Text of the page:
This past weekend my daughter and I hung out on some rocks lining the bank of the West River in Brattleboro, Vermont. While she launched little twig boats into the swirling water, I took photographs of the local ecology. There were fuzzy fiddleheads, budding witch hazel, springtails, moss, and lichen.

One spot of lichen and moss on a rock caught my attention. It was beautiful in its own way: organic and rough. In the middle was a tuft of seductive entodon moss, Entodon seductrix, taking advantage of the minerals released by the lichen.

So often I have passed by lichen without much pause, perhaps because it is not as yielding to identification as plants. Being slow-growing, it is also not as dynamic.

I recently decided to learn more about lichen, so I purchased Lichens of North America. This massive tome––a model of scholarly excellence––has detailed information on the identification of North American lichen, but I am still in the early stages of learning to use it. Lichen biology is rather different from that of trees and plants.

What are lichen?

Lichen are fascinating. They are not singular organisms, but communities. They are symbiotic composites of a fungus and a green alga or cyanobacterium (blue-green alga). In other words, lichen fungi are able to team up with simple organisms that can photosynthesize food, something that the fungi cannot do on their own.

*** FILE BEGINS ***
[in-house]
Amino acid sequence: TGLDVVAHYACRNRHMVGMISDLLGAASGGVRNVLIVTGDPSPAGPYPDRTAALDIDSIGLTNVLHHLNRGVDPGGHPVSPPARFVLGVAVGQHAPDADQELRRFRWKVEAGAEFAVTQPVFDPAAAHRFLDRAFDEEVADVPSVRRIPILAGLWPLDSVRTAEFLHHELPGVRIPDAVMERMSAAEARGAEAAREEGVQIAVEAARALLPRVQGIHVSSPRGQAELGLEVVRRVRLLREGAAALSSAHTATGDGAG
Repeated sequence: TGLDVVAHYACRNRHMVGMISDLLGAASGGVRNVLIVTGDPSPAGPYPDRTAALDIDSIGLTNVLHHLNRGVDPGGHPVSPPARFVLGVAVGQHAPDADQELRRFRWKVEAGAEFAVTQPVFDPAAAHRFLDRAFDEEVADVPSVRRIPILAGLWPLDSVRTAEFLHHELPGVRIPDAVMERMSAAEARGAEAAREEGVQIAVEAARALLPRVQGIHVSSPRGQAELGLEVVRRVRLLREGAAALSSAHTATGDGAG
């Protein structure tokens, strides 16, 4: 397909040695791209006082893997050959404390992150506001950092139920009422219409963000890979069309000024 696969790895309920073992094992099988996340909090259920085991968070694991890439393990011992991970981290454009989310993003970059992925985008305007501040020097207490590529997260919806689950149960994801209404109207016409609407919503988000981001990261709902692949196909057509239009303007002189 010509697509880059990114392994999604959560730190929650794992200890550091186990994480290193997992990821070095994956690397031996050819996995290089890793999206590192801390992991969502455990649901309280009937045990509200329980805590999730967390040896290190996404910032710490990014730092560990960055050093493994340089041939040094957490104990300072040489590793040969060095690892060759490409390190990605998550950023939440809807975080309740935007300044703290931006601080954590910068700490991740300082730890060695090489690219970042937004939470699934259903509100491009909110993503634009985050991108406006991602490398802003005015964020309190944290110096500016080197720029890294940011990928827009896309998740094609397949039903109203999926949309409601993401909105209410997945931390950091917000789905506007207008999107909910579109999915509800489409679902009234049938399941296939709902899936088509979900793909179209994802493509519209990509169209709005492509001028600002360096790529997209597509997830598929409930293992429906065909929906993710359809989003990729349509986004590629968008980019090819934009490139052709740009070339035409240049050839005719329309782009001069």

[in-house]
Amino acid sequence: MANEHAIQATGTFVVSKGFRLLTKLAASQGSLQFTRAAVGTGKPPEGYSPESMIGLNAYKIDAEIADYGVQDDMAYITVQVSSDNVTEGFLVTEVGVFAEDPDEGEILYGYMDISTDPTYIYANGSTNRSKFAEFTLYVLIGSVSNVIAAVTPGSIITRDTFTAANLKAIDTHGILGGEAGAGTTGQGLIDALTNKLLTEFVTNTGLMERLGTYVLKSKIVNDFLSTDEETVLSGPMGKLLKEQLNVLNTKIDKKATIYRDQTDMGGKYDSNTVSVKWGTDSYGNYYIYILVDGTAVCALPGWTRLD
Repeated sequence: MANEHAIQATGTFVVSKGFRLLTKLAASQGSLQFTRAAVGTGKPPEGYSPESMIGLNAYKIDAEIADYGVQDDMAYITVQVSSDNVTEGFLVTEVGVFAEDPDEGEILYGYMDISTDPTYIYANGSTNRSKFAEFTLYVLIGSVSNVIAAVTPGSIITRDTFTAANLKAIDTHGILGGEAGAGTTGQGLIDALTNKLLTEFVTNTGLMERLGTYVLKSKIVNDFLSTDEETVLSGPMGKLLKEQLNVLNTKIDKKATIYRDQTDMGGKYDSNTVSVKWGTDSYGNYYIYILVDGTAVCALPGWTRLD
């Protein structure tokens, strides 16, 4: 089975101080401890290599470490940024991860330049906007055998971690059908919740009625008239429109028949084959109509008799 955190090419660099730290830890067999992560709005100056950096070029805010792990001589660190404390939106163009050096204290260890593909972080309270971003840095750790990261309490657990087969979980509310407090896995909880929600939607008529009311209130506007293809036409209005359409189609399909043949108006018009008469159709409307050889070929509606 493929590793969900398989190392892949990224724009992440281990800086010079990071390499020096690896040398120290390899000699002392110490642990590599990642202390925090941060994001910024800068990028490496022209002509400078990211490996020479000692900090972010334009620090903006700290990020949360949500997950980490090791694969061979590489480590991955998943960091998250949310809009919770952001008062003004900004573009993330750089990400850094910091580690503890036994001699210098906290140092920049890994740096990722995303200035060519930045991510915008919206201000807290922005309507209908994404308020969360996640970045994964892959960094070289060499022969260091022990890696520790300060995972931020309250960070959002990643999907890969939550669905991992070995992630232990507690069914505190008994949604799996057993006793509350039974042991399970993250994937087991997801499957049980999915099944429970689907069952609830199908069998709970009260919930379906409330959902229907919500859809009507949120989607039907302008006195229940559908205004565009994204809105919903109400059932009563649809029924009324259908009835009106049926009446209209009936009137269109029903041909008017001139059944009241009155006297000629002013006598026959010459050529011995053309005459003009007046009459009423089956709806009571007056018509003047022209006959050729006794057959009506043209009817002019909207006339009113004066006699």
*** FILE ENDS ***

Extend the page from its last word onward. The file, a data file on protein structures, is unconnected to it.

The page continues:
The fungus of a lichen provides structure, distributing minerals and water to its algae or cyanobacteria––the photosynthetic symbiont, or “photobiont” of the lichen. The photobiont produces food energy from sunlight that is shared with the fungus.

There is some debate over whether this is a mutualistic arrangement, since the algae and cyanobacteria can thrive independently of the fungi that harness their photosynthetic powers. The fungi, on the other hand, need their photobionts to survive. In the words of one lichenologist, Trevor Goward, lichen are “fungi that have discovered agriculture.”

There are some 14,000 species of lichen. One can spot them on rocks at all latitudes and altitudes, and on tree branches and soil. They are ubiquitous. Or at least they were. Some lichen are proving sensitive to pollution and are disappearing from polluted areas. Their sensitivity to pollution means that scientists can use them to efficiently measure air quality over a broad area.

Lichen die from pollution not just because these composite organisms are in a delicate balance, but because they are good at absorbing things from the environment. They produce acids that gradually erode rocks, freeing up minerals for use by living cells. Many obtain their minerals from rain, fog, and dust.

Lichen are like little prospectors living at the interface of the inorganic and the organic, the mineral and the living. By bioaccumulating inorganic compounds, they help to gradually build up soil. They are small but mighty levelers of mountains.


Comparing my photograph with those of Lichens of North America, I wondered if my lichen might be a shingled rock shield, Xanthoparmelia somloënsis. Internet image searches seem to support this, though online images are not always accurate, especially at the species level.